Scheduled to be finalized this fall after a public comment period, the five-year rail plan totals $4.7 billion in cargo and passenger rail investments, including $1.8 billion in freight rail. Established in 2005, the Rail Enhancement Fund is the state’s first dedicated funding source for passenger and freight rail improvements. Projects receive 70 percent of funding through state resources and 30 percent from private partners, usually railroads. “With congested highways, we need another way to transport goods,” says state DRPT chief of staff Jennifer Pickett. “In order to have a good transportation system, we need to have a variety of modes.”
Other initiatives include the $48 million National Gateway Initiative, a partnership with CSX, which will improve shipping between the ports of Virginia, Baltimore and Wilmington, N.C., potentially removing 130,000 trucks from the Interstate 95 corridor. The DRPT and Norfolk Southern are working together to improve the railroad’s Crescent Corridor, which extends from New Orleans to New Jersey, potentially removing 1.6 million trucks from the I-81 corridor by 2035.

Intermodal facility not liked by all
As a key investment for east-west rail shipments, the Heartland Corridor has received a lot of attention in the state rail plan, but it also has attracted some opposition. A fight over where to build the Roanoke intermodal facility, which would move trailer-size containers between rail cars and trucks, looked as if it could have been derailed by local opposition.
But despite resistance from the Montgomery County Board of Supervisors and many residents, the commonwealth announced in August that Norfolk Southern could proceed in building the site at Elliston. The company will meet with state officials to develop a detailed budget and construction schedule, says Norfolk Southern spokesman Robin Chapman.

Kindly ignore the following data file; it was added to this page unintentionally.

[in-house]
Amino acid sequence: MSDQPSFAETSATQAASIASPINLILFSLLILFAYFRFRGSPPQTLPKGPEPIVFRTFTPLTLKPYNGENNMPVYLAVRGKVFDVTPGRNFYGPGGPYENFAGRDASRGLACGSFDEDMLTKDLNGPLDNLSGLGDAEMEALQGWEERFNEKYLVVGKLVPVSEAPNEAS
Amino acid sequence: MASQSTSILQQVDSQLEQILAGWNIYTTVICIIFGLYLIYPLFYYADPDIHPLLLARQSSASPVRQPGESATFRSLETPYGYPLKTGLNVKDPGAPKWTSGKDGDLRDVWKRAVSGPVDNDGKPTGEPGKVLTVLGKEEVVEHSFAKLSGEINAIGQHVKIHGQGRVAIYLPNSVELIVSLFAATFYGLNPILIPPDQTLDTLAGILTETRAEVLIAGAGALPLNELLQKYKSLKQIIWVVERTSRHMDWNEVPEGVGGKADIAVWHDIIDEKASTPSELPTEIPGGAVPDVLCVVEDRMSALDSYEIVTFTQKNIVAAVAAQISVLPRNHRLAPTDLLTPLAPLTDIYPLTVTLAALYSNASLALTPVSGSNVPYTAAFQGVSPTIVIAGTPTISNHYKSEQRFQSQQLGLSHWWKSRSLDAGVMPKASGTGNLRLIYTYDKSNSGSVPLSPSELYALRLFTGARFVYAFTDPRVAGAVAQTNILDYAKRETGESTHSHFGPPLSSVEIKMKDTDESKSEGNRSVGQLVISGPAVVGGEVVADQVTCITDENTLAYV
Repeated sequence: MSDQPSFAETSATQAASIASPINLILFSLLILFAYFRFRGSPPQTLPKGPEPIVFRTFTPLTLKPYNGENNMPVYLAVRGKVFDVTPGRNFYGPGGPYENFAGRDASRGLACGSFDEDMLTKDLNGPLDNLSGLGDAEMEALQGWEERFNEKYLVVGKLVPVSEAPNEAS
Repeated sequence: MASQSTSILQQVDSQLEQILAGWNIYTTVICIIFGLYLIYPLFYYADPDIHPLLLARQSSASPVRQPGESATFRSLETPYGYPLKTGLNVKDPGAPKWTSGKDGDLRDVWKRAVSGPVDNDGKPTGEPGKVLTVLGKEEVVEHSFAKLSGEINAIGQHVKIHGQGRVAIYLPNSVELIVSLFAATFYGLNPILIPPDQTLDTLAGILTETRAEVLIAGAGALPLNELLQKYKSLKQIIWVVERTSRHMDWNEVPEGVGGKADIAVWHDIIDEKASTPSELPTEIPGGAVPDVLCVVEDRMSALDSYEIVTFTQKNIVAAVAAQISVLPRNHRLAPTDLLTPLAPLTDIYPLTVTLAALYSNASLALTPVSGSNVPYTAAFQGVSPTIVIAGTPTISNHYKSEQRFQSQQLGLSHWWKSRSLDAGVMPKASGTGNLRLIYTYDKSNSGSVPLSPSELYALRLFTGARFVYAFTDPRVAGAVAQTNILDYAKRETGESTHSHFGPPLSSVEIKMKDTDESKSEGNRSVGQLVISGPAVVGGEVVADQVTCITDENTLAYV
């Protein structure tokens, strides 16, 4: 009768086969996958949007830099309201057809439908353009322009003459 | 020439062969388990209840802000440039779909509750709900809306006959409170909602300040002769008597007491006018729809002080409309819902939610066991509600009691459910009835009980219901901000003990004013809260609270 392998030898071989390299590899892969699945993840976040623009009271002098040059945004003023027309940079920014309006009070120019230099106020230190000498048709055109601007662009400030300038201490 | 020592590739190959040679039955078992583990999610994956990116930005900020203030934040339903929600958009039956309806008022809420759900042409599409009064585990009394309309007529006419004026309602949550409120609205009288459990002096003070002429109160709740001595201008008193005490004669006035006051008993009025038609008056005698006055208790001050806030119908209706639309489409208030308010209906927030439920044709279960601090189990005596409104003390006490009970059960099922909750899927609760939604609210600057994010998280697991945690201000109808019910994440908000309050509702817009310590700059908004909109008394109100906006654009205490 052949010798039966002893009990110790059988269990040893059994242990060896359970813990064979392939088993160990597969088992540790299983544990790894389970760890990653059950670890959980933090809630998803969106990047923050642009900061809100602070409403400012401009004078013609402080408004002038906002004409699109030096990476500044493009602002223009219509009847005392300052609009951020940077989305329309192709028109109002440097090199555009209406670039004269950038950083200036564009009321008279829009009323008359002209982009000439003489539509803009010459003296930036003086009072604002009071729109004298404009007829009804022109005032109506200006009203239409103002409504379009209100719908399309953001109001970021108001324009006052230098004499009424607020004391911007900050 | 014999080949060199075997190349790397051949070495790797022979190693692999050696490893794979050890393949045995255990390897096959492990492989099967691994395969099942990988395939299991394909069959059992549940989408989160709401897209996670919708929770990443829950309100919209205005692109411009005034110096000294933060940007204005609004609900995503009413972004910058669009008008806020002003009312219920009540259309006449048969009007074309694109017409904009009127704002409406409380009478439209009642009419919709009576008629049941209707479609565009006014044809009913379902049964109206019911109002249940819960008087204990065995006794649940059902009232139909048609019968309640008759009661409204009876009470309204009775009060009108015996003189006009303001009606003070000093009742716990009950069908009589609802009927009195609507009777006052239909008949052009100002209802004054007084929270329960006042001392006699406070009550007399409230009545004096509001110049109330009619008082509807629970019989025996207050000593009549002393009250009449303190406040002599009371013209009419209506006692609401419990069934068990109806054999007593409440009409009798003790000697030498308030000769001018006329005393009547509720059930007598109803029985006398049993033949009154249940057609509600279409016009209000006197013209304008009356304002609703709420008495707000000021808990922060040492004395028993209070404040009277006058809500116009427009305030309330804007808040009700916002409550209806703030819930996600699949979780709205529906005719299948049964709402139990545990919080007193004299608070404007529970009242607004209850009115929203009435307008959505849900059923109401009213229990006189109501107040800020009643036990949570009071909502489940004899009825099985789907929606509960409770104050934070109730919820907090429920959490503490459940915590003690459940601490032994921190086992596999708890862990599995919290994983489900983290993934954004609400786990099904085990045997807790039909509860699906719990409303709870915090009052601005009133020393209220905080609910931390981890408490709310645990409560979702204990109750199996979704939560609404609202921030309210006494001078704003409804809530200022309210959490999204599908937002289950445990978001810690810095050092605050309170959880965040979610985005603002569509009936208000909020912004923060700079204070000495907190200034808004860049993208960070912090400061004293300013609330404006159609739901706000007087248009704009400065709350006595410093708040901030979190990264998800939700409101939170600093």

The facility is expected to create 3,000 jobs, prompt hundreds of millions of dollars of economic activity and generate up to $81 million in annual tax revenue in the region. But opponents say the facility would lead to increased traffic and potential environmental damage. “It’s a safety issue,” says Gary Creed, a member of the Montgomery County Board of Supervisors. “There are four schools up and down that corridor. We don’t need more trucks on it. We’ve got other places it could go that would be more appropriate.”
The state examined 10 potential sites for the project and deemed Elliston the only feasible location. It has said it will spend $15 million to create the Ironto Connector linking the facility directly to the interstate. But that hasn’t eased concerns over the project. Railroads are not subject to local zoning regulations under federal law, but the supervisors have indicated legal action may be forthcoming.
The new facility is just another factor that could continue to boost rail’s popularity as a transportation method for shippers. Demand will continue to grow for rail services to move international containers to and from ports, says Wayne Talley, an economics professor at Old Dominion University. “International trade is growing faster than the world’s economy. That puts major pressure on U.S. railroads to move containers to and from ports.”
However, Talley adds that despite highway and port congestion, truckers are still a vital cog in the transportation wheel. “Rail can only go to certain destinations, but truckers can go anywhere there’s a road. As far as long-haul movements, rail’s share will be increasing, but we still need those truckers.”